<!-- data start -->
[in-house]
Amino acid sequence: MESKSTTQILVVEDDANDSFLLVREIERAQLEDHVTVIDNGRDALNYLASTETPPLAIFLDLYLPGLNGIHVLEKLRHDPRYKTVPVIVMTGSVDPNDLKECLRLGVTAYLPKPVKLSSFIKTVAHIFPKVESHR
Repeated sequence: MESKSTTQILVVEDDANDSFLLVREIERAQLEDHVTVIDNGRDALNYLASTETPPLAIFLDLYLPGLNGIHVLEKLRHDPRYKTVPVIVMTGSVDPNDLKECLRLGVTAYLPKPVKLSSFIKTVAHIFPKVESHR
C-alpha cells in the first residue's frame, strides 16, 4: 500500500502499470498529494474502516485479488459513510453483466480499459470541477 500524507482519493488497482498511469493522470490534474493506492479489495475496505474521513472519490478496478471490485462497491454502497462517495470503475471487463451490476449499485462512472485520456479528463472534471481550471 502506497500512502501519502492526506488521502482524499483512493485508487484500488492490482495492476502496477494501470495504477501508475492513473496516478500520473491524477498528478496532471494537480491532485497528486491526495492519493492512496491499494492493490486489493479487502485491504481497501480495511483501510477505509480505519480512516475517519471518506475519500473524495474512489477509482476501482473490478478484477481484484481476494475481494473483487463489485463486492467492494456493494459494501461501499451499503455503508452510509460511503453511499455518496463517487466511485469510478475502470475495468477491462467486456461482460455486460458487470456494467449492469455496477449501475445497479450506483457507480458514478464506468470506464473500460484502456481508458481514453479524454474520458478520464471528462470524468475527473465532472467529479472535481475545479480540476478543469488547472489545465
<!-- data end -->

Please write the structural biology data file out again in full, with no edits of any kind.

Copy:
[in-house]
Amino acid sequence: MESKSTTQILVVEDDANDSFLLVREIERAQLEDHVTVIDNGRDALNYLASTETPPLAIFLDLYLPGLNGIHVLEKLRHDPRYKTVPVIVMTGSVDPNDLKECLRLGVTAYLPKPVKLSSFIKTVAHIFPKVESHR
Repeated sequence: MESKSTTQILVVEDDANDSFLLVREIERAQLEDHVTVIDNGRDALNYLASTETPPLAIFLDLYLPGLNGIHVLEKLRHDPRYKTVPVIVMTGSVDPNDLKECLRLGVTAYLPKPVKLSSFIKTVAHIFPKVESHR
C-alpha cells in the first residue's frame, strides 16, 4: 500500500502499470498529494474502516485479488459513510453483466480499459470541477 500524507482519493488497482498511469493522470490534474493506492479489495475496505474521513472519490478496478471490485462497491454502497462517495470503475471487463451490476449499485462512472485520456479528463472534471481550471 502506497500512502501519502492526506488521502482524499483512493485508487484500488492490482495492476502496477494501470495504477501508475492513473496516478500520473491524477498528478496532471494537480491532485497528486491526495492519493492512496491499494492493490486489493479487502485491504481497501480495511483501510477505509480505519480512516475517519471518506475519500473524495474512489477509482476501482473490478478484477481484484481476494475481494473483487463489485463486492467492494456493494459494501461501499451499503455503508452510509460511503453511499455518496463517487466511485469510478475502470475495468477491462467486456461482460455486460458487470456494467449492469455496477449501475445497479450506483457507480458514478464506468470506464473500460484502456481508458481514453479524454474520458478520464471528462470524468475527473465532472467529479472535481475545479480540476478543469488547472489545465